Thursday, May 26, 2011

Maggie May...

 I hadn't thought of her in a long time.  A dear little girl who died of a rare leukemia early on in Josh's treatment. Too young for Make-a-Wish, CCA planned a visit for the family to Rod Stewart's private home. You see, Maggie May was named after his famous song.

And on a regular day, I ran to TaeKwonDo with my grandson to pick up Josh. As we were leaving, a grandmother and mother approached me.

"We know Josh!" they exclaimed.

"You do?" I questioned back not recognizing their faces.

"I'm Maggie May's grandmother" the older woman stated.

"Oh" I sighed, "Maggie May."

Emotion engulfed me.

Immediately I was back in the hospital hallway standing with a family who were visiting. They chatted away, but I didn't hear a word. Transfixed and frozen, I watched Maggie May's mom push her stroller all around the pediatric floor. Maggie's bald head and round face smiling up at all the nurses. I knew she was saying good-bye. I knew her treatment had been stopped, because it hadn't worked. Maggie May was dying. The family visiting us were oblivious to the tears and powerful drama playing out just a few feet away at the nurses station.

"How are Maggie's parents now?" I asked the grandma and aunt.

"They are divorced. They both remarried and have started new families" answered the grandma.

"They are happy, though" the aunt added. "And doing well."

"It sure is good to see Josh" continued the grandma and they both smiled.  

"It's good to see the ones who have made it" the grandma said next, but her voice caught a little.

Maggie May...

Wednesday, May 11, 2011

Falling down a mountain...

On a sun drenched Saturday I climbed up a snow covered mountain to 8900 feet with my Summit Sisters. We studied the climbing route, ant-like dots of people striving for the pinnacle. I absorbed the view encircling me, which mere words cannot begin to describe, allowing its beauty to fill my soul.

Later our summit guide had us practice "falling" down the mountain with our ice axes. Sometimes called "self rescue" the ice axe is a mountain climbers tool to save themselves from sliding down a steep mountain face. We first practiced "falling" sitting down.

Slide, self arrest, stop. Easy.

Next we tried it on our stomachs head first. No problem.

Finally on our backs headfirst. Fail.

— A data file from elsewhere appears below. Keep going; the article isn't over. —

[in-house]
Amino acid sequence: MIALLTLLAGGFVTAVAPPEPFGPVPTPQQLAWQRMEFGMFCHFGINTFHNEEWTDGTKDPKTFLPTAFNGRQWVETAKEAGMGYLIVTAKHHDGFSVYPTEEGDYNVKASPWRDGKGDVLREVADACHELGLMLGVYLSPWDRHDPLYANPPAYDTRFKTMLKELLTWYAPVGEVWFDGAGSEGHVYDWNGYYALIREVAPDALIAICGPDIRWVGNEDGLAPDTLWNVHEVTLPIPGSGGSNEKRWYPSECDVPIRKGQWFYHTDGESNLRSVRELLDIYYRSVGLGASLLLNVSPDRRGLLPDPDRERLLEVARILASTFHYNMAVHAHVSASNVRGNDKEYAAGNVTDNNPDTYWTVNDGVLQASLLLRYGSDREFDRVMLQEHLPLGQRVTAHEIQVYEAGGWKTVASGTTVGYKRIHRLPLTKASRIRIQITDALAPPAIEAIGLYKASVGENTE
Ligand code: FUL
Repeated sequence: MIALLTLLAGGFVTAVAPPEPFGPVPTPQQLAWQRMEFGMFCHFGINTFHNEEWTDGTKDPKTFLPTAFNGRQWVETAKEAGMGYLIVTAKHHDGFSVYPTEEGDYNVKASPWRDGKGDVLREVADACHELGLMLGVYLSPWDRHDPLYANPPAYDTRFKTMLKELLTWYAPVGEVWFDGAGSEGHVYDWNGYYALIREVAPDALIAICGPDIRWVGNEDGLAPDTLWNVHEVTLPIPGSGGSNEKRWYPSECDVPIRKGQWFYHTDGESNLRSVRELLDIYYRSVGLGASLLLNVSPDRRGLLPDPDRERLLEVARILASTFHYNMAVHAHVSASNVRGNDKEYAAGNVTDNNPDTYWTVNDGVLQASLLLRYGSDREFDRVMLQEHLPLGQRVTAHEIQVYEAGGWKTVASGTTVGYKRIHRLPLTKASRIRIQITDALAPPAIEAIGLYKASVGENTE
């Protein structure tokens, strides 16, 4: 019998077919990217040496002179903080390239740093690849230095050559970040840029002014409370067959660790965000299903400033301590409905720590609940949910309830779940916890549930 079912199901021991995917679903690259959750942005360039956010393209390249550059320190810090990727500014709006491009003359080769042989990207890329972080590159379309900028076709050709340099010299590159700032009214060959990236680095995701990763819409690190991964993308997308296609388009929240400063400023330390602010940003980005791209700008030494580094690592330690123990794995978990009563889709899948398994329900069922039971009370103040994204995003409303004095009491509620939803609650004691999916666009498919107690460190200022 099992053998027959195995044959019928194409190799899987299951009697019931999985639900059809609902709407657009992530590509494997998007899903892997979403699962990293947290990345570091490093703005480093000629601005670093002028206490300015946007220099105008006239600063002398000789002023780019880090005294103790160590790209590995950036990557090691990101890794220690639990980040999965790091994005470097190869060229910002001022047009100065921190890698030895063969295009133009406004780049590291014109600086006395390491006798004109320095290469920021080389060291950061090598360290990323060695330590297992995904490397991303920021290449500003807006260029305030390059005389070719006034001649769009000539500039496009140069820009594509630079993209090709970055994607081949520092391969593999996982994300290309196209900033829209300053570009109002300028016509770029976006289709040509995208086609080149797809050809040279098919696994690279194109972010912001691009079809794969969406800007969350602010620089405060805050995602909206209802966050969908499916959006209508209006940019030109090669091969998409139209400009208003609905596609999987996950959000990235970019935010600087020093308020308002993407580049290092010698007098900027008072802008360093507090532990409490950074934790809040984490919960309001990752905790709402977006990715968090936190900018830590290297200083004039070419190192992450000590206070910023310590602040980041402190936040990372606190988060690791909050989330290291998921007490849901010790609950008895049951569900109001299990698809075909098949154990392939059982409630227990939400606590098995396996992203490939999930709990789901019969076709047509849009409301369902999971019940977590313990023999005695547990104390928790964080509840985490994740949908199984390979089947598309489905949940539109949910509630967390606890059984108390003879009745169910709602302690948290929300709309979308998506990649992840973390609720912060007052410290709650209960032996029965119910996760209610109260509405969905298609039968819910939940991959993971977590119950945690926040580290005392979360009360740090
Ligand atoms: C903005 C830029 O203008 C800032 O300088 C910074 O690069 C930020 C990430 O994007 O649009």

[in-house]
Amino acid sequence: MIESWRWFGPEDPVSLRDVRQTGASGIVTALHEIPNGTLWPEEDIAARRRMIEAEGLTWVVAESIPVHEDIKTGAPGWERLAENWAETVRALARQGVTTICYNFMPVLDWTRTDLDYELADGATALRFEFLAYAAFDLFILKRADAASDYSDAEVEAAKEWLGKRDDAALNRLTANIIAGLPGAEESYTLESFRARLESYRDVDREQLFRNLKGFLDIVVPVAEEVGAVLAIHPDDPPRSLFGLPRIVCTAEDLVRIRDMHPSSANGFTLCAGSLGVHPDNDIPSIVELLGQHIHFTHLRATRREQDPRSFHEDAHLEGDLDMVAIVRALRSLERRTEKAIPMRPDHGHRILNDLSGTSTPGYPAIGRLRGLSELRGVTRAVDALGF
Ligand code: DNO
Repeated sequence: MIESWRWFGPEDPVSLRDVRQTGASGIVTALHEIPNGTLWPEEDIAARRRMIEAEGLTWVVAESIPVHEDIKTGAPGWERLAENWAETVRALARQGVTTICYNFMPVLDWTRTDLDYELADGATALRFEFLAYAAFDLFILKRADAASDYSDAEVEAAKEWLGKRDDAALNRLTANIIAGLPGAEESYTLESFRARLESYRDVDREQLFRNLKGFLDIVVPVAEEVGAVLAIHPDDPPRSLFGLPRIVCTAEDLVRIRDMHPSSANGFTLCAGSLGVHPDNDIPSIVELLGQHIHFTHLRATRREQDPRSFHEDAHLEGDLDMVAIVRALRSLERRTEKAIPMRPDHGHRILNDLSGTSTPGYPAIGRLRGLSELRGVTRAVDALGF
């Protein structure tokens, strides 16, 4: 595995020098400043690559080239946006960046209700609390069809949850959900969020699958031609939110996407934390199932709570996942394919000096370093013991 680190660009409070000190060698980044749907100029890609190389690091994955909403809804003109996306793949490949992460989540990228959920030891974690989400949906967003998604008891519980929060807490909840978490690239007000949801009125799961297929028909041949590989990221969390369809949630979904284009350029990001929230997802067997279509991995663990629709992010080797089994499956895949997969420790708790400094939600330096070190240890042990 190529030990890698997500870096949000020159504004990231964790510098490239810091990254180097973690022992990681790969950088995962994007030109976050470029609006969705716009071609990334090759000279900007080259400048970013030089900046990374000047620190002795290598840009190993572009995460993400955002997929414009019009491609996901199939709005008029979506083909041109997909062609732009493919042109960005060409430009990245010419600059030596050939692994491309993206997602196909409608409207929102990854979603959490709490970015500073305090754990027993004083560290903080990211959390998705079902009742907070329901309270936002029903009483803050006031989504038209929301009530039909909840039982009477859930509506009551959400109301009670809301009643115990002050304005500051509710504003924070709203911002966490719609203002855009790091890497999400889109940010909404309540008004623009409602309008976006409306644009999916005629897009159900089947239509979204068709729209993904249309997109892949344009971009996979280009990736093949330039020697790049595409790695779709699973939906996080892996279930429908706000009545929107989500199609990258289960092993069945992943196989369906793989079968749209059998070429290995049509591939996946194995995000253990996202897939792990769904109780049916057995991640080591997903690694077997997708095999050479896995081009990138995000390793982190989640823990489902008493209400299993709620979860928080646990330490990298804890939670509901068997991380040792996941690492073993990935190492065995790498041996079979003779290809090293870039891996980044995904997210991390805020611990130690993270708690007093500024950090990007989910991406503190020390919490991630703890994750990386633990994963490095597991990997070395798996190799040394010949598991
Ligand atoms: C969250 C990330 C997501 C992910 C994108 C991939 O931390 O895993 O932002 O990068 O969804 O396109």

I attempted it four times and finally one of my Summit Sisters assisted by flipping my legs up, over and around. Embarrassing.

It just didn't feel intuitive to me, as if there was a gap between my right and left brain. I couldn't even seem to visualize how to bend and flip my legs around to the right position. It felt awkward. I couldn't do it without help. Once she helped me, I was able to get the feel of it.

There are parts of mountain climbing I love and there are parts of it I fear. That's why I climb. The love part is easy. The fear part is complicated. I don't like heights and steep mountain faces bring that out. I know the feeling of severe vertical exposure. Shaky legs, dizziness, and nausea usually show up. And the terror can take over my mind, if I let it. I pull inside myself. I focus on each step. I think of all the children I know fighting cancer and those who are gone. I think of what they've suffered. This helps, but doesn't extinguish it completely. Sometimes I enjoy the summit more after I'm safely down the mountain. Fear is a powerful emotion.

Through counseling I've come to the understanding I've been fearful all my life. It was an "ah ha" moment for me. Everything seemed to come together like puzzle pieces. And in that flash I understood myself in a way I never had before. Fear and anxiety were how I learned to survive. It became my coping technique and as my counselor pointed out, it worked... until now.

Much of the fear I learned concerned God and the spiritual world. Fear of not having enough faith. Fear of "opening the door to Satan " whether by accident or willingly. Fear of not reading my Bible enough. Fear of not praying enough. Fear of trusting or not trusting. Fear of letting my guard down. Fear of not repenting enough. Fear that I might be crazy. And in that "ah ha" instant I found out, I am not crazy. There is nothing wrong with me.

God gave me coping skills to keep me strong when I needed to be strong. But now I can let go. I need to learn to trust Him. Acceptance is huge. And when that fear overwhelms me, I allow myself to feel it. I acknowledge it by giving it a nod, but I don't fear the fear. Then I smile, because I know deep inside I'm ok. I am loved by my Creator. He wants me. He's with me...always.

Mountain climbing has a way of connecting us to our spiritual lives. I might not feel the intuitiveness of "self arrest" as I slide head first on my back down a mountain, but I can "fall" down a mountain with Him...